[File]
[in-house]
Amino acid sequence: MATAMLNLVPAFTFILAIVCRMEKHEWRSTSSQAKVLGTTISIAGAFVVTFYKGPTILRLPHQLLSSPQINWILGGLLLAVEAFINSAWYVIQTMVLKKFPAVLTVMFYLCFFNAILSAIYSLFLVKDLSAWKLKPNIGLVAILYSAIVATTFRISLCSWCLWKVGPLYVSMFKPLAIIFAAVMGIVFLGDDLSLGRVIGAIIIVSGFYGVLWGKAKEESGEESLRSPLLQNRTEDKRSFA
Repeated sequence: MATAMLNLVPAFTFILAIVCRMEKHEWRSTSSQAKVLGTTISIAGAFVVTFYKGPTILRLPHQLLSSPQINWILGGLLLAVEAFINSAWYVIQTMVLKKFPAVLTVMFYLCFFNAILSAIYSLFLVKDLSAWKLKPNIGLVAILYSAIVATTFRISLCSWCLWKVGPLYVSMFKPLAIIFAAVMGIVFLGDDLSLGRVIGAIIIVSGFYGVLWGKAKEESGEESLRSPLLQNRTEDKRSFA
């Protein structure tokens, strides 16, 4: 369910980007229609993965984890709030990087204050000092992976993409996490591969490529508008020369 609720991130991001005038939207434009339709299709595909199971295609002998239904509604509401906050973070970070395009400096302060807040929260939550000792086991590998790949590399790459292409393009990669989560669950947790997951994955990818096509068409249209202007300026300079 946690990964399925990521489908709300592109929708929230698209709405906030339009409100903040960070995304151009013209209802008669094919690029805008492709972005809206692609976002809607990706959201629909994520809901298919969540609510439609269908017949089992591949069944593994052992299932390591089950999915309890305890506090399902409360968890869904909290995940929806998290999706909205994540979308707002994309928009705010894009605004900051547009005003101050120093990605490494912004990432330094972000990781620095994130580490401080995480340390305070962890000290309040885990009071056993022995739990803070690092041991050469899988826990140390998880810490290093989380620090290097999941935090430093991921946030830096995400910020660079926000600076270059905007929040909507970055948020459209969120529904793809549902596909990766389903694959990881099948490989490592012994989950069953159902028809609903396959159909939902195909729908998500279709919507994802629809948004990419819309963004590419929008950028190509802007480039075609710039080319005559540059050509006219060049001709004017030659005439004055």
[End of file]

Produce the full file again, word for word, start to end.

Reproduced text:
[in-house]
Amino acid sequence: MATAMLNLVPAFTFILAIVCRMEKHEWRSTSSQAKVLGTTISIAGAFVVTFYKGPTILRLPHQLLSSPQINWILGGLLLAVEAFINSAWYVIQTMVLKKFPAVLTVMFYLCFFNAILSAIYSLFLVKDLSAWKLKPNIGLVAILYSAIVATTFRISLCSWCLWKVGPLYVSMFKPLAIIFAAVMGIVFLGDDLSLGRVIGAIIIVSGFYGVLWGKAKEESGEESLRSPLLQNRTEDKRSFA
Repeated sequence: MATAMLNLVPAFTFILAIVCRMEKHEWRSTSSQAKVLGTTISIAGAFVVTFYKGPTILRLPHQLLSSPQINWILGGLLLAVEAFINSAWYVIQTMVLKKFPAVLTVMFYLCFFNAILSAIYSLFLVKDLSAWKLKPNIGLVAILYSAIVATTFRISLCSWCLWKVGPLYVSMFKPLAIIFAAVMGIVFLGDDLSLGRVIGAIIIVSGFYGVLWGKAKEESGEESLRSPLLQNRTEDKRSFA
């Protein structure tokens, strides 16, 4: 369910980007229609993965984890709030990087204050000092992976993409996490591969490529508008020369 609720991130991001005038939207434009339709299709595909199971295609002998239904509604509401906050973070970070395009400096302060807040929260939550000792086991590998790949590399790459292409393009990669989560669950947790997951994955990818096509068409249209202007300026300079 946690990964399925990521489908709300592109929708929230698209709405906030339009409100903040960070995304151009013209209802008669094919690029805008492709972005809206692609976002809607990706959201629909994520809901298919969540609510439609269908017949089992591949069944593994052992299932390591089950999915309890305890506090399902409360968890869904909290995940929806998290999706909205994540979308707002994309928009705010894009605004900051547009005003101050120093990605490494912004990432330094972000990781620095994130580490401080995480340390305070962890000290309040885990009071056993022995739990803070690092041991050469899988826990140390998880810490290093989380620090290097999941935090430093991921946030830096995400910020660079926000600076270059905007929040909507970055948020459209969120529904793809549902596909990766389903694959990881099948490989490592012994989950069953159902028809609903396959159909939902195909729908998500279709919507994802629809948004990419819309963004590419929008950028190509802007480039075609710039080319005559540059050509006219060049001709004017030659005439004055």